Roland Feijoo, Executive Vice President of IOT solutions
Some people subscribe to the best-of-breed philosophy in buying technology products and services: “I’m going to buy a switch here, a router there, a firewall there,” because they believe they’re getting the best products and will therefore build the strongest infrastructure. I was no different until I began designing and deploying Internet of Things (IoT) solutions. I learned the hard way that’s the wrong approach, at least with IoT.
IoT is a different animal altogether, and you have to seriously consider which approach makes the most sense. IoT literally takes thousands of devices that IT has never managed or seen before lights, temperature sensors and so on and put them on the network. You already have an array of different products by different manufacturers at the edge of your network, requiring unique security mitigation and a complete understanding of the vulnerabilities those devices bring. Its not like you may or may not put them in, because you will and it becomes a matter of understanding and controlling them, and building automation systems to maximize their value.
Consider a Reference Architecture
The question is, do you really want a “mixed bag” carrying the traffic of your infrastructure? How complex would you like your environment to be? For the past few years, I’ve been strongly counseling clients to pick a partner who can cover the broadest and strongest range of infrastructure issues for them, even though they have different products and they’ll potentially have enough software bugs and issues in that fleet of services. In other words, strongly consider what is known as a reference architecture.
The key to a reference architecture is to simplify your infrastructure and your network, and to reduce the number of provider partners. Find a single partner or two who can do more. If you were to build a large IoT deployment say its a 30-story office complex for a large bank you’d need a dispatch partner unless you plan on swapping out sensors yourself, because you’re going to start relying on the data that’s being generated and on the results of the combined efforts of these IoT devices.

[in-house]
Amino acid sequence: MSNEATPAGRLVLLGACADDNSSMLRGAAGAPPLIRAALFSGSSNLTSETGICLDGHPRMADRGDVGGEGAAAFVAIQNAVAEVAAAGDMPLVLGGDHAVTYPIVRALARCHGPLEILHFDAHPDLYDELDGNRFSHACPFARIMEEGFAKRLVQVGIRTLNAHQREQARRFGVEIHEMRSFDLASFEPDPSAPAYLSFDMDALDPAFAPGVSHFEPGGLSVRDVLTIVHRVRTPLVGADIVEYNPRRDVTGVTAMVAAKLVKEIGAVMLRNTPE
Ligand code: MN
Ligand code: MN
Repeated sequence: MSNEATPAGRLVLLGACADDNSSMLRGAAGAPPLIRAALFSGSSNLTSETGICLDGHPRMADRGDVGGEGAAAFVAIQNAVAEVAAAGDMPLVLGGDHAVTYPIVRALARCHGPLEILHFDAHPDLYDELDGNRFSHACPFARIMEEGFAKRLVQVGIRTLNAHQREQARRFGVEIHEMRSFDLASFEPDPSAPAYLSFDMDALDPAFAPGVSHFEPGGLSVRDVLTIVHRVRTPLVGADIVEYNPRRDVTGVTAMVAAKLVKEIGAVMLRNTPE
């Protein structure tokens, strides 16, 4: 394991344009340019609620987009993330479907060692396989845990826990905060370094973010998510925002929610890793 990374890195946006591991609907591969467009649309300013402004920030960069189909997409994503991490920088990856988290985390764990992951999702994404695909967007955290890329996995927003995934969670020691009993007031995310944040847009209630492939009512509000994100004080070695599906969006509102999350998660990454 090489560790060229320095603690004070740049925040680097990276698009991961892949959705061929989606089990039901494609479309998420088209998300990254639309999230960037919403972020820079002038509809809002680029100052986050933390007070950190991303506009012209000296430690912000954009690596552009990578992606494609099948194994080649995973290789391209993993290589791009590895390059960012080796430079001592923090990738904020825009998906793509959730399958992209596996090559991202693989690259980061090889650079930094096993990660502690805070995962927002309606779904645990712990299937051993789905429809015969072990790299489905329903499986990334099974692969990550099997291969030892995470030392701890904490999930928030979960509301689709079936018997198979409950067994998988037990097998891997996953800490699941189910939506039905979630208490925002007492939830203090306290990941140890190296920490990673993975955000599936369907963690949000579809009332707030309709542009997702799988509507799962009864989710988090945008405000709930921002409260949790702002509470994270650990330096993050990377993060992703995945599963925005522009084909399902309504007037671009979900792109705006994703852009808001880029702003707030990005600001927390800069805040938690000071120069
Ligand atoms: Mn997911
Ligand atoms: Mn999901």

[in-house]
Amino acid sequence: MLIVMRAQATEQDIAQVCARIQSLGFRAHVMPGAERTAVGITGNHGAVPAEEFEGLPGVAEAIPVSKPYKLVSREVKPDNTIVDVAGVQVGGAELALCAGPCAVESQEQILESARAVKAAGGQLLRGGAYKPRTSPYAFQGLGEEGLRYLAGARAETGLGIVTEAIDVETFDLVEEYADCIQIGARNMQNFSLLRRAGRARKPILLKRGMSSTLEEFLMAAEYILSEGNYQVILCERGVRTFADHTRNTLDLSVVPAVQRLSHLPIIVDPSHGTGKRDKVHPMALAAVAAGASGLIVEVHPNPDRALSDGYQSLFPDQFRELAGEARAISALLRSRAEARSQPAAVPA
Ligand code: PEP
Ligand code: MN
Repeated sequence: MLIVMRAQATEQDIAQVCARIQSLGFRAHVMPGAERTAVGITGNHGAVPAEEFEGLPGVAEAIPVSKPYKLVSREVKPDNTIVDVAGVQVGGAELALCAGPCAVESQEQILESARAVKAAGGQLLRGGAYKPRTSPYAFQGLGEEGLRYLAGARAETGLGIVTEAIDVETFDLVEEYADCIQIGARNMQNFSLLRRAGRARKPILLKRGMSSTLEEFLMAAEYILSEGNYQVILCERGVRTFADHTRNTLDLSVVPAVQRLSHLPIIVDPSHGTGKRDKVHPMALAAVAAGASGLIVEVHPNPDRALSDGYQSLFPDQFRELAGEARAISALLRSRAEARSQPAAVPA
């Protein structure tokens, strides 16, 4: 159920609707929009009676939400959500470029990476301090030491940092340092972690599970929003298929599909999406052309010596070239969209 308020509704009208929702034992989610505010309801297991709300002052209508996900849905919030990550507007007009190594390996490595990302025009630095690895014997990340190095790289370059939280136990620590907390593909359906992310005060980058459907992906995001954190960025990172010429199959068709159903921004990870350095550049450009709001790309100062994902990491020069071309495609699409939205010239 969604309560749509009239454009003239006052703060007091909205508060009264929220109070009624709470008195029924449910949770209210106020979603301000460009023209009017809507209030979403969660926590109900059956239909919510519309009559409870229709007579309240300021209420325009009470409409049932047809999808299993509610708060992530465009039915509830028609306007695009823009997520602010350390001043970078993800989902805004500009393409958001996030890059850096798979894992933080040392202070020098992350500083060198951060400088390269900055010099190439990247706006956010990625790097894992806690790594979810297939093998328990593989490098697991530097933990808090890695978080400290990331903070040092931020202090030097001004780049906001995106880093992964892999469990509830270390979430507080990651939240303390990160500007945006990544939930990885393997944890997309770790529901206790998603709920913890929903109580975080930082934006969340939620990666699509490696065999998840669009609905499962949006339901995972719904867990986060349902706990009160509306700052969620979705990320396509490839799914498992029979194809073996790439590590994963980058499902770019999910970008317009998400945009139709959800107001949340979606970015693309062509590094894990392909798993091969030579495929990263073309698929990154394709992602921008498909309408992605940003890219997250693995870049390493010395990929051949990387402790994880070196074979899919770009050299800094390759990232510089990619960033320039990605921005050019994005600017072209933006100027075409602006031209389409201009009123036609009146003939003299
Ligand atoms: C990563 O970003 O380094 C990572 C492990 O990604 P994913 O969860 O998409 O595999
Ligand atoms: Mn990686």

One Contact vs. Many
IoT sensors will quickly become a critical part of your operation and its important to have the ability to manage the environment with a unified, first line of defense. The whole process is easier and less expensive if the entire environment of components is made by one company. That means you have one call to make when an issue arises and one partner to contact and coordinate with, as opposed to having to call one vendor for one issue, another for a different problem, and so on which quickly becomes onerous if you have no idea where the actual issue lies.
Reducing Security Risk
When you add that much complexity, I would argue that you’re introducing more security risk, because different elements don’t necessarily talk to and work with each other as well. If one vendors product has 99 features and another’s has 94 but the original equipment manufacturer who has 94 features also has much of your infrastructure, then you likely don’t need the extra features in certain cases, you may want to pay for those additional five features, but most of the time, you’re not even using them because it all becomes too complex to manage.
There are consulting services out there designed to sell boxes and those that exist to sell solutions, and in the case of IoT, those solutions need to be carefully managed. Give some serious consideration to which approach you take the difference could make or break your IoT implementation.
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